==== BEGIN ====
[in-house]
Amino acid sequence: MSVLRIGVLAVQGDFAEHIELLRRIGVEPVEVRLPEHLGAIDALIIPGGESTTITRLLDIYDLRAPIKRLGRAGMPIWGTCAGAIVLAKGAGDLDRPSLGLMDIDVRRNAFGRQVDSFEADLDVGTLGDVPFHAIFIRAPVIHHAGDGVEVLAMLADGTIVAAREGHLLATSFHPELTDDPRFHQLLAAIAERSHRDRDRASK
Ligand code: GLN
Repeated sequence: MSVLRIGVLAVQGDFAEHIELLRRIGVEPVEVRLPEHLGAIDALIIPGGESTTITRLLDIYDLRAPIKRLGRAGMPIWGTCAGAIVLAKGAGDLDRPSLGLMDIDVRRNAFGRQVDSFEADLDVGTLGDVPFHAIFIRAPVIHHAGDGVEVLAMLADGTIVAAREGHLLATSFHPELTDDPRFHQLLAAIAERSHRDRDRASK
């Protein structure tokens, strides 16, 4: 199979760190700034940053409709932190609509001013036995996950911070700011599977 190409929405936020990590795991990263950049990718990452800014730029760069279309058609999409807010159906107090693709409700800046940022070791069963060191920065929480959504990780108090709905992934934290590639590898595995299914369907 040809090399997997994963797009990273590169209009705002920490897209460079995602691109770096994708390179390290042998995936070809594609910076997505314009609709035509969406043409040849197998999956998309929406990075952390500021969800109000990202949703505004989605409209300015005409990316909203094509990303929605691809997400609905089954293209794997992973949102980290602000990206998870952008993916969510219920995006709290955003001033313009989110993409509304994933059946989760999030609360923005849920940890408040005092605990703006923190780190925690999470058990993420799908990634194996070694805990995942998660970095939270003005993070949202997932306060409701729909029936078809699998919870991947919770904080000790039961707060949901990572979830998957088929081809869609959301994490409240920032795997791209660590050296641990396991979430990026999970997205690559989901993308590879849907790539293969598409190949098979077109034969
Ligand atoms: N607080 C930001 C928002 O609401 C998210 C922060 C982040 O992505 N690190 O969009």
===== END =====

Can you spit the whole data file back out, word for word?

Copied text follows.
[in-house]
Amino acid sequence: MSVLRIGVLAVQGDFAEHIELLRRIGVEPVEVRLPEHLGAIDALIIPGGESTTITRLLDIYDLRAPIKRLGRAGMPIWGTCAGAIVLAKGAGDLDRPSLGLMDIDVRRNAFGRQVDSFEADLDVGTLGDVPFHAIFIRAPVIHHAGDGVEVLAMLADGTIVAAREGHLLATSFHPELTDDPRFHQLLAAIAERSHRDRDRASK
Ligand code: GLN
Repeated sequence: MSVLRIGVLAVQGDFAEHIELLRRIGVEPVEVRLPEHLGAIDALIIPGGESTTITRLLDIYDLRAPIKRLGRAGMPIWGTCAGAIVLAKGAGDLDRPSLGLMDIDVRRNAFGRQVDSFEADLDVGTLGDVPFHAIFIRAPVIHHAGDGVEVLAMLADGTIVAAREGHLLATSFHPELTDDPRFHQLLAAIAERSHRDRDRASK
């Protein structure tokens, strides 16, 4: 199979760190700034940053409709932190609509001013036995996950911070700011599977 190409929405936020990590795991990263950049990718990452800014730029760069279309058609999409807010159906107090693709409700800046940022070791069963060191920065929480959504990780108090709905992934934290590639590898595995299914369907 040809090399997997994963797009990273590169209009705002920490897209460079995602691109770096994708390179390290042998995936070809594609910076997505314009609709035509969406043409040849197998999956998309929406990075952390500021969800109000990202949703505004989605409209300015005409990316909203094509990303929605691809997400609905089954293209794997992973949102980290602000990206998870952008993916969510219920995006709290955003001033313009989110993409509304994933059946989760999030609360923005849920940890408040005092605990703006923190780190925690999470058990993420799908990634194996070694805990995942998660970095939270003005993070949202997932306060409701729909029936078809699998919870991947919770904080000790039961707060949901990572979830998957088929081809869609959301994490409240920032795997791209660590050296641990396991979430990026999970997205690559989901993308590879849907790539293969598409190949098979077109034969
Ligand atoms: N607080 C930001 C928002 O609401 C998210 C922060 C982040 O992505 N690190 O969009």